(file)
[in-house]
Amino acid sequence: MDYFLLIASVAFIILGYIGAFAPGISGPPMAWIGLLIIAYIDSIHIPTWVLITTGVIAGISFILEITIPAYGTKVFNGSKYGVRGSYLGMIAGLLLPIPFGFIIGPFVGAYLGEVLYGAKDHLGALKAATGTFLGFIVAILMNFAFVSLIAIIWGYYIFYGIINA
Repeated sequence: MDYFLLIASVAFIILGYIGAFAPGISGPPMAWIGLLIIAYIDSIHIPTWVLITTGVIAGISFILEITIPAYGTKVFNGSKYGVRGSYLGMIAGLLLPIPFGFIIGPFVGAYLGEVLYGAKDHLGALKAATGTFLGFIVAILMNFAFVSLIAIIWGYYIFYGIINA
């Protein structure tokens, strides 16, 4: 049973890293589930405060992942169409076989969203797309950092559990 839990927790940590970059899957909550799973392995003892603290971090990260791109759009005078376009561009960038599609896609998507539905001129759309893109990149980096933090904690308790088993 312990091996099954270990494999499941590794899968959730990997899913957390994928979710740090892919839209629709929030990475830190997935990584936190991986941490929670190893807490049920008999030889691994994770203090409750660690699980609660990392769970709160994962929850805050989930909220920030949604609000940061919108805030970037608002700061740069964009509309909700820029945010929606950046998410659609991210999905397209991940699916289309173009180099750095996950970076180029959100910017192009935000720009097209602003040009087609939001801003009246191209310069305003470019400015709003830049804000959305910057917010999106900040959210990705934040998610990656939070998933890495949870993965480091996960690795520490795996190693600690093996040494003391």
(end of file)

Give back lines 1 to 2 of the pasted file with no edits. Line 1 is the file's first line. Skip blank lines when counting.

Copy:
[in-house]
Amino acid sequence: MDYFLLIASVAFIILGYIGAFAPGISGPPMAWIGLLIIAYIDSIHIPTWVLITTGVIAGISFILEITIPAYGTKVFNGSKYGVRGSYLGMIAGLLLPIPFGFIIGPFVGAYLGEVLYGAKDHLGALKAATGTFLGFIVAILMNFAFVSLIAIIWGYYIFYGIINA